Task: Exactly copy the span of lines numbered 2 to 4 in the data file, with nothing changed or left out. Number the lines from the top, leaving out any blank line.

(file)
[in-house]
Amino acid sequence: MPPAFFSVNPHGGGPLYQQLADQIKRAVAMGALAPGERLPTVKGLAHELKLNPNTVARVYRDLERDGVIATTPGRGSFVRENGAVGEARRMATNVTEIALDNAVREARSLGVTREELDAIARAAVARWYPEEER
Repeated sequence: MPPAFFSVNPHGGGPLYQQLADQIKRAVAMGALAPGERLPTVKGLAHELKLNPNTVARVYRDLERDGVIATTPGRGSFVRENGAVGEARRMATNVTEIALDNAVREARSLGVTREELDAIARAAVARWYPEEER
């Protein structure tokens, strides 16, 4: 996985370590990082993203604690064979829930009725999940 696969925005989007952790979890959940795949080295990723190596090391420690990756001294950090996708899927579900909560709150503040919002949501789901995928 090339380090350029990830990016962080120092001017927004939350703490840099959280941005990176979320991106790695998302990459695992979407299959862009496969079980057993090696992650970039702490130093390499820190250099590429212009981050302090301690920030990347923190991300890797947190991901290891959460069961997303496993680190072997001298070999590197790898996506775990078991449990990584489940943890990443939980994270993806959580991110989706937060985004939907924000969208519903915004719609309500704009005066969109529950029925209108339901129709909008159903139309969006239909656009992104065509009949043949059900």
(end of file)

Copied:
Amino acid sequence: MPPAFFSVNPHGGGPLYQQLADQIKRAVAMGALAPGERLPTVKGLAHELKLNPNTVARVYRDLERDGVIATTPGRGSFVRENGAVGEARRMATNVTEIALDNAVREARSLGVTREELDAIARAAVARWYPEEER
Repeated sequence: MPPAFFSVNPHGGGPLYQQLADQIKRAVAMGALAPGERLPTVKGLAHELKLNPNTVARVYRDLERDGVIATTPGRGSFVRENGAVGEARRMATNVTEIALDNAVREARSLGVTREELDAIARAAVARWYPEEER
């Protein structure tokens, strides 16, 4: 996985370590990082993203604690064979829930009725999940 696969925005989007952790979890959940795949080295990723190596090391420690990756001294950090996708899927579900909560709150503040919002949501789901995928 090339380090350029990830990016962080120092001017927004939350703490840099959280941005990176979320991106790695998302990459695992979407299959862009496969079980057993090696992650970039702490130093390499820190250099590429212009981050302090301690920030990347923190991300890797947190991901290891959460069961997303496993680190072997001298070999590197790898996506775990078991449990990584489940943890990443939980994270993806959580991110989706937060985004939907924000969208519903915004719609309500704009005066969109529950029925209108339901129709909008159903139309969006239909656009992104065509009949043949059900």